Have you ever noticed that you do not to teach little children how to tell lies, but you should advise them to tell the truth? You never have to instruct them on how to lose their temper, but you must tutor them on to control it.[20] You never have lecture them to be disobedient, but you do have to train them to be obedient. Why is this? Because men naturally are children of darkness. As we look into babes’ faces, we do not like to think that we find the same sinful tendency in ourselves in their little hearts, but it is there nevertheless. Therefore, there is the necessity of the spiritual light of regeneration: “You must be born again.”[21] [22]

[1] Homer, The Odyssey, Bk. 16, Verse 23

[2] Eurípides, Electra [870], p. 1043

[3] Alighieri, Dante: Divine Comedy – Paradiso, Canto 1

[4] Marvin R. Vincent: Word Studies, op. cit., pp. 312-313

[5] Lias, John J, The First Epistle of St. John with Exposition, James Nisbet & Co., London: 1887, pp. 34–35

[6] Lias, J. J. (1887). First Epistle of John Homiletics, op, cit., pp. 34–36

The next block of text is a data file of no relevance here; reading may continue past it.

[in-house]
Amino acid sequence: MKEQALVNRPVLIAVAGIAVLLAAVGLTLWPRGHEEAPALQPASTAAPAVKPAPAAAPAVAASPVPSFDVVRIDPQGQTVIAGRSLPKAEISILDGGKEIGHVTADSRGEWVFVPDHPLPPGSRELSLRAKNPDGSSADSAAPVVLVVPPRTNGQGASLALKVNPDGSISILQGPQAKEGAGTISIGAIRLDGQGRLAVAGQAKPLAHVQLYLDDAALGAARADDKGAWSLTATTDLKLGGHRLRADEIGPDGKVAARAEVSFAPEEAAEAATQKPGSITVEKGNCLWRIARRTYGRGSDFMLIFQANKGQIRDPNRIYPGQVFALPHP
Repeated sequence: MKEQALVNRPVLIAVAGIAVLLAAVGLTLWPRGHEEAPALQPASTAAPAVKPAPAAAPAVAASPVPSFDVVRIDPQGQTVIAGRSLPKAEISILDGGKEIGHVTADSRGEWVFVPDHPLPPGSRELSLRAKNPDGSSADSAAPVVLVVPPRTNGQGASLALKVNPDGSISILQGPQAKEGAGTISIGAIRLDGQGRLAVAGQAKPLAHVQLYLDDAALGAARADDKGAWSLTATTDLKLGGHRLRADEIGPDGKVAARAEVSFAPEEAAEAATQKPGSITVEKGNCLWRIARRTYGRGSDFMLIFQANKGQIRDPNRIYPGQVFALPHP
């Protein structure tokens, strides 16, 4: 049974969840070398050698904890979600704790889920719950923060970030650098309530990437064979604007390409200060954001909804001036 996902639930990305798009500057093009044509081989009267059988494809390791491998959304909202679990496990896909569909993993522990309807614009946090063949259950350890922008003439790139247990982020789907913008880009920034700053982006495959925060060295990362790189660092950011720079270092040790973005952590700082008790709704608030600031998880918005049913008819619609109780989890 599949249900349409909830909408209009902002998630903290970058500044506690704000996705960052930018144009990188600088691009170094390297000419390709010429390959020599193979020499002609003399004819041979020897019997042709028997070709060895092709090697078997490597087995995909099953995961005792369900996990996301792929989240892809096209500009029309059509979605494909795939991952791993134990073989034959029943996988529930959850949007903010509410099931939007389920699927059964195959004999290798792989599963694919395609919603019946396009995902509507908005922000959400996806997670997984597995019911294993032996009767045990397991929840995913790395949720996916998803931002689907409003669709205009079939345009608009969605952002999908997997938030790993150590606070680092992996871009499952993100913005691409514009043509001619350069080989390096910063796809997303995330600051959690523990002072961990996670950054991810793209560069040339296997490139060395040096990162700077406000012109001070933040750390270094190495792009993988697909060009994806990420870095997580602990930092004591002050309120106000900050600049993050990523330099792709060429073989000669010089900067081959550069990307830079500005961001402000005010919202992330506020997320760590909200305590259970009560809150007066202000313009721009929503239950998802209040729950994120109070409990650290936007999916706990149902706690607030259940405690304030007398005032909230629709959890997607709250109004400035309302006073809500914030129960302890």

[7] Strong, Augustus H. Systematic Theology, op. cit., Vol. 1, p. 488

[8] Psalm 104:2; Ezekiel 1:2

[9] 1 John 3:3

[10] John 12:36

[11] Hebrews 1:3

[12] James 1:17

[13] 1 Timothy 6:16

[14] 1 Peter 2:9

[15] Sinclair, William Macdonald: Epistles of John, New Testament Commentary for English Readers, Charles John Ellicott (Ed.), Vol. III, Published by Cassell Petter & Galpin, London, 1878-1901, p. 475

[16] 1 John 1:5-9

[17] Brooke, Alan E. International Critical Commentary, op. cit., pp. 11-12

[18] Ephesians 4:18

[19] Romans 1:21

[20] Revelation 8:12

[21] Ibid. 9:2

[22] Ironside, H. A. The Epistles of John and Jude (Ironside Expository Commentaries) (Kindle Locations 176-181), Kindle Edition

About drbob76

Retired missionary, pastor, seminary professor, Board Certified Chaplain and American Cancer Society Hope Lodge Director.